Choose one of these five financial goals for the New Year
Written by Carl Turner on January 10, 2017.
Whether you are up to your eyeballs in debt or sitting on a small fortune, there are always improvements that can be made to your financial situation. Why not seize the optimistic New Year vibe and resolve to make one change for the better this year – it doesn’t need to be a big goal - small but realistic works well as part of a bigger picture. Here are some suggestions:
1. Zero your unsecured debts
Make money your master and not your servant by freeing yourself from the slavery of debt. Having debts means paying interest which is wasted money, especially when you could be saving and earning interest instead. Concentrate on getting out of debt firstly by setting up a strict payment plan to prioritise paying off a certain amount each month before you start spending on things you don’t need. Reducing spending will free up money to put towards your debt repayments as will selling off unwanted items and even taking on extra work. I guarantee that when you finally pay off that debt it will be a euphoric moment and well worth the sacrifice.
2. Start budgeting
Budgeting is the key to financial success whether you are managing your own personal finances, a household or a multi-million dollar company. We’ve all heard the sorry tales of riches to rags celebrities like Mike Tyson who frittered his alleged $400mn fortune away on jewellery, a bath worth millions and three white Bengal tigers! Maybe budgeting would have helped him realise just what ridiculous purchases he was making.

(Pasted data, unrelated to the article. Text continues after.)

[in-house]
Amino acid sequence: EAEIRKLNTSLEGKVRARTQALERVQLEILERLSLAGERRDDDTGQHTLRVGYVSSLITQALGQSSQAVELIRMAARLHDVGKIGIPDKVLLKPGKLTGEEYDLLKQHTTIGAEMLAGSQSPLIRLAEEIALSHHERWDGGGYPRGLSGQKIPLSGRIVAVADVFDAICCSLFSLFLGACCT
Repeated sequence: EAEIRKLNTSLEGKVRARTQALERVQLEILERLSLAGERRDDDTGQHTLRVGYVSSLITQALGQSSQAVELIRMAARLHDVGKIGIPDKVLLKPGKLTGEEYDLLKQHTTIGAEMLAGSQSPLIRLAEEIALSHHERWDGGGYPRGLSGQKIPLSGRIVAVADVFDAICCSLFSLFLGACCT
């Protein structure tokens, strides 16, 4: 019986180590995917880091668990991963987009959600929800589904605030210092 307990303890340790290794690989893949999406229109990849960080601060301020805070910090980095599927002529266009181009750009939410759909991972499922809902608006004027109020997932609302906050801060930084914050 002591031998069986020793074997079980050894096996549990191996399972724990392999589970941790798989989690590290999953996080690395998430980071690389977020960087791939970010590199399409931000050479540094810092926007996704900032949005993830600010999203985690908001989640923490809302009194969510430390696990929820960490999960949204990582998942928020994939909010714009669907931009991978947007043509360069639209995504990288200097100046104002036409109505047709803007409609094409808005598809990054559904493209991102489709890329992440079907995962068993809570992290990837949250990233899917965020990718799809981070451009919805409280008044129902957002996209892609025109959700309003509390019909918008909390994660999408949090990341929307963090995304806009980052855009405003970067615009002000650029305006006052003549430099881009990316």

Planning where you are going to spend your money and sticking to it will stop you overspending, make you more reflective over what you spend on, highlight areas where savings can be made and enable you to more efficiently manage your financial situation both day-to-day and in the long term.
3. Start saving
Saving is essential if you want to enjoy financial freedom in the future – it allows you to put money aside for emergencies, your child’s education and your retirement. Get yourself into the habit of putting money aside as soon as you receive your salary and before you have the chance to spend it. If you are used to spending everything you earn, find areas where you can cut back such as eating out less often, reducing your grocery bill or changing utility provider. Setting a savings goal will help with motivation.
4. Educate yourself financially
Most people, through no fault of their own, have a woeful lack of knowledge about financial matters which rarely form part of the educational curriculum. The good news is that there is a wealth of free information online which can help you get to grips with your personal finances and how best to manage them. Sites such as Money Saving Expert cover a wide range of subjects from which bank accounts pay the best interest to how to save on death duties. There are also many personal finance blogs which send out newsletters you can subscribe to, or go old school and pick up a book about personal finances.
5. Start investing (better!)
When it comes to saving, your money can earn more if it is thoughtfully invested. Obviously this inevitably brings some risk but you can, and should, tailor your investment policy to your appetite for risk. A financial planner can help, especially if you are just starting out. They will help you clarify your goals and suggest how you can best achieve them. Decide how much you are going to invest each month and go for it!
If you’re already investing, take a look at your portfolio and see if there are improvements that can be made. Remember the key is diversification so be sure to keep it balanced.
Whichever resolution you choose, I wish you all the very best in achieving it this year and hope that come December you will be looking back with satisfaction at the progress made in your financial journey.